Earlier this month, Armagh I brought you the story of a Co Armagh woman, who suffers with a debilitating and chronic bowel disease, who felt unable to shop in her local town because after lack of toilet provision left her feeling “humiliated”.
This was followed by news that those who wish to use the changing places toilet at Portadown People’s Park are required to notify Council , 24 hours before they intend to use the facility.
Cusher DUP ABC Council representative Alderman Gareth Wilson said efforts around a proposed community toilet scheme must be revisited by Council in order to cater for those with digestive tract and bowel disorders.
An original proposal was tabled before ABC council in December 2019 and the fact there had been no progress was described by Alderman Wilson as “a disservice” to sufferers.
The DUP representative further explained that with recent coverage of incidents whereby people with bowel conditions were refused access to a toilet facility in a shop in the Borough, a consultation on a scheme would be beneficial as similar schemes had worked well in other regions of the U.K.
Alderman Wilson stated, “This is a major issue for a minority of people who have the misfortune of suffering from a bowel or digestive tract disorder and who, on occasion, need access very quickly to a toilet when out and about.
“As I have experience through representing people with such a condition, making it to a public toilet can simply be a case of too far away and not enough time. This obviously and unfortunately then leads to a highly embarrassing situation for the sufferer especially if they have been refused access to a toilet in a shop.”
He continued, “The sense of urgency and level of anxiety around this for a sufferer can be so great that it actually stops them leading a normal life and can mean they don’t enjoy the simple pursuit of a shopping trip in our Borough.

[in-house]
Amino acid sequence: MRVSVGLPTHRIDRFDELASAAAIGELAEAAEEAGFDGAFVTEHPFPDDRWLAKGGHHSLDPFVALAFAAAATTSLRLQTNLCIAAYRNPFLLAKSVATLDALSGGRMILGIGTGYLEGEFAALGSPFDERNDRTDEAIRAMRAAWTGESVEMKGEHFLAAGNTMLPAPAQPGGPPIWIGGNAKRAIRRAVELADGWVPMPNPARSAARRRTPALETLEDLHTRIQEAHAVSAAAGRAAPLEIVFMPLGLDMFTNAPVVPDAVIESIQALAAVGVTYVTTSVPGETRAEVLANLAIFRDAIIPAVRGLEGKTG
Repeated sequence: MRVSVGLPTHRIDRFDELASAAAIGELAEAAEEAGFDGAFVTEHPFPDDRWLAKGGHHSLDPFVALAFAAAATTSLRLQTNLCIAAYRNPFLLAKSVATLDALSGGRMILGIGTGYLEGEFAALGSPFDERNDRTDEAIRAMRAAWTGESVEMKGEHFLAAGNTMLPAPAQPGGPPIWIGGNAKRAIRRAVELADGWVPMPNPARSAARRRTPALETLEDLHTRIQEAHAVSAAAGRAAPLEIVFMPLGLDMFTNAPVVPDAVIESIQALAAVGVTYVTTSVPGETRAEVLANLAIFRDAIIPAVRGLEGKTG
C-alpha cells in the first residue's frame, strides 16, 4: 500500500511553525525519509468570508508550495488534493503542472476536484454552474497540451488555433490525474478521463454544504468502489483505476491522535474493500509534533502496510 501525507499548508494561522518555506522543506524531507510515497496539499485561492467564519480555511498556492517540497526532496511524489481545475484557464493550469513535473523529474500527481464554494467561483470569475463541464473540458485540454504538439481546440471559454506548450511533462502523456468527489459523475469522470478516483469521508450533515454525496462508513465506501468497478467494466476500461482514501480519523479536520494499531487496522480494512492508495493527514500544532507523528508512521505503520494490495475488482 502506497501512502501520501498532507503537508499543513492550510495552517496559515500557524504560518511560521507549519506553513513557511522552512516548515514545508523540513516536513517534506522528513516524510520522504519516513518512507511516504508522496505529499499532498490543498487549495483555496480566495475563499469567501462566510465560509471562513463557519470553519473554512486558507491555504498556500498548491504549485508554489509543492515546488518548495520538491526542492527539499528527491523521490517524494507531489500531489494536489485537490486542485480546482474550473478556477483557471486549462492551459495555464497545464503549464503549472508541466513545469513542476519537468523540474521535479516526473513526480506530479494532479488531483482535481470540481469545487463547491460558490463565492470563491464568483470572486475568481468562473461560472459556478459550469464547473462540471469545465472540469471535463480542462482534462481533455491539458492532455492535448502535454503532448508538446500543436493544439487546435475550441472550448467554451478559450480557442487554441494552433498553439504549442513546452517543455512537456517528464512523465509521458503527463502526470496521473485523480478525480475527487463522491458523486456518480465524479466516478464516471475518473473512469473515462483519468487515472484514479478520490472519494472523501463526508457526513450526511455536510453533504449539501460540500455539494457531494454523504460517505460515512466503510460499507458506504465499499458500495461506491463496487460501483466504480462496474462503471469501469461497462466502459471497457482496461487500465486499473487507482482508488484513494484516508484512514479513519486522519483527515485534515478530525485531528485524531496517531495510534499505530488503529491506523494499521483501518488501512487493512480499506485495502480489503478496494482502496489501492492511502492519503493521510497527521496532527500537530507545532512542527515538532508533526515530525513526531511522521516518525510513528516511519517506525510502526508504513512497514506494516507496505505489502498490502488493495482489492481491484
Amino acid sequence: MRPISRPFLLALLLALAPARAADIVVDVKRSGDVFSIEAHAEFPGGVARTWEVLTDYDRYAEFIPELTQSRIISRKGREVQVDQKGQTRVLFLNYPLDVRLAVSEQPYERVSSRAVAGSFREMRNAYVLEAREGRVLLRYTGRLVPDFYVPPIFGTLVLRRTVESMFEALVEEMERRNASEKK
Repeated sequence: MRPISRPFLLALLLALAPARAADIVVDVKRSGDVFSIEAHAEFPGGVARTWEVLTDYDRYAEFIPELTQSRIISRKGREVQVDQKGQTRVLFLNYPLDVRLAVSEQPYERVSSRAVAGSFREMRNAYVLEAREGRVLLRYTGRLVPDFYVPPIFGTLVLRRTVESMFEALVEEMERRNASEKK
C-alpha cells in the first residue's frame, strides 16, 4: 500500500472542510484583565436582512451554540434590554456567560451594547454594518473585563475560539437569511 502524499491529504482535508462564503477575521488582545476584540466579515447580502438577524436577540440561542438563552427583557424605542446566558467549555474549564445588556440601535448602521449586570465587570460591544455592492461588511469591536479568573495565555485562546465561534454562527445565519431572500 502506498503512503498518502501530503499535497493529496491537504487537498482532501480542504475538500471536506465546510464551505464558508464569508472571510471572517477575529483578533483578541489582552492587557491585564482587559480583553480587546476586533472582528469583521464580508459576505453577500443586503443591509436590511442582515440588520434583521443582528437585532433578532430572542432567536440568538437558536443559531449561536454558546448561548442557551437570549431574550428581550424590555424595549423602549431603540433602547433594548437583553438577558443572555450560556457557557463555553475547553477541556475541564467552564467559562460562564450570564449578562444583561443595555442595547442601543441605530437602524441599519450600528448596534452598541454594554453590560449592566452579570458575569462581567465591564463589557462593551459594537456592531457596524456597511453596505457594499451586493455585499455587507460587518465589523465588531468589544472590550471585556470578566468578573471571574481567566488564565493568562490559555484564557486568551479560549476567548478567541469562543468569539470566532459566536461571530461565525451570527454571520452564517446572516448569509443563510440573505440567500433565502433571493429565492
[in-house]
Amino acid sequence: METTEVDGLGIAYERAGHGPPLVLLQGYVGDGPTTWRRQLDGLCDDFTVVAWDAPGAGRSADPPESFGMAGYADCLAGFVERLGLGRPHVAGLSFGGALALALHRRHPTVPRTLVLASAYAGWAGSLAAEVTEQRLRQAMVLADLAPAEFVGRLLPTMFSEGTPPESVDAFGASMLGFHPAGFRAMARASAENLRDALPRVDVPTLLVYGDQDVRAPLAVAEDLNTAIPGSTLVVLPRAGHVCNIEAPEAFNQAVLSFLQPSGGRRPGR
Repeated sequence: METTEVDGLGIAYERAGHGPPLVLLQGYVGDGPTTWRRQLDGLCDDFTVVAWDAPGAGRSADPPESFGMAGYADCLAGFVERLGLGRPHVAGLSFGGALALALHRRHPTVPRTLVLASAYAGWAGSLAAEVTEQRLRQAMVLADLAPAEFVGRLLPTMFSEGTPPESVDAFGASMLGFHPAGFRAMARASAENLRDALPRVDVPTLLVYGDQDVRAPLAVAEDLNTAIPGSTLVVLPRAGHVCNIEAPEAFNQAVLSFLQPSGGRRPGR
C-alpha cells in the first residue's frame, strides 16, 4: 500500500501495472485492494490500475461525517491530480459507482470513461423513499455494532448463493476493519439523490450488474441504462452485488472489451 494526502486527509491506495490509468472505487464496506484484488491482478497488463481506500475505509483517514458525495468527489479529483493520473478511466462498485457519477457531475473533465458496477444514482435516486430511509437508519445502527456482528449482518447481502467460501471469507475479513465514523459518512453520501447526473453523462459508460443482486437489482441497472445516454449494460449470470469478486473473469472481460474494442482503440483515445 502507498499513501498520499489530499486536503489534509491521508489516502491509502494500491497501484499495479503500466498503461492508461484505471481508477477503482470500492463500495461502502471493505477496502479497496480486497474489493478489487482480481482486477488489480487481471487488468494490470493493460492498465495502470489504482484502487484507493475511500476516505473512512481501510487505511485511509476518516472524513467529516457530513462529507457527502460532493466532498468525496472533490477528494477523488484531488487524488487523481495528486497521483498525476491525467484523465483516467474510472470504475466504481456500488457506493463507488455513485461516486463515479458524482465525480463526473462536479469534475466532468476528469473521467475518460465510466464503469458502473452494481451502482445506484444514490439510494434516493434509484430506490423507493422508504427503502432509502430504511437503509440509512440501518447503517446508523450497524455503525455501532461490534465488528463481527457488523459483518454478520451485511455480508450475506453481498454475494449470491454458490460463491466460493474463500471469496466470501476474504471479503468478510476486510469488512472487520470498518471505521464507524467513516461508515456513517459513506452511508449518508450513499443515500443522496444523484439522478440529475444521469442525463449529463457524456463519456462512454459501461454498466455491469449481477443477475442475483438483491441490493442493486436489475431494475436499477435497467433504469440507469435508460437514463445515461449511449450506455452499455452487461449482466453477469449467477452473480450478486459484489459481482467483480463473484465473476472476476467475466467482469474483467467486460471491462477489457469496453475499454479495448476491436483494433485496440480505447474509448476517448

“In the year 2021 I feel this isn’t good enough and as a local authority, the council I represent, should be doing more to lead change in this regard.”
Alderman Wilson envisages a straightforward scheme whereby a business is approached and if agreeable council would support the business in some way in order to allow a sufferer to use that toilet in the specific circumstances outlined.
“The council could easily provide a verifiable access card and list of participating locations that can be shown to a shop staff member to enable that toilet to be used in the emergency and prevent the toilet being accessed routinely by non-sufferers who could otherwise easily get to the public toilets”, he added.
“I am grateful that Directors in the Council have agreed to reassess options around this matter and bring forward fresh ideas around a resolution to what is an important issue. I don’t see this as a replacement for public toilets, rather an additional and important support option for sufferers, I will keep speaking up for those with a bowel condition.”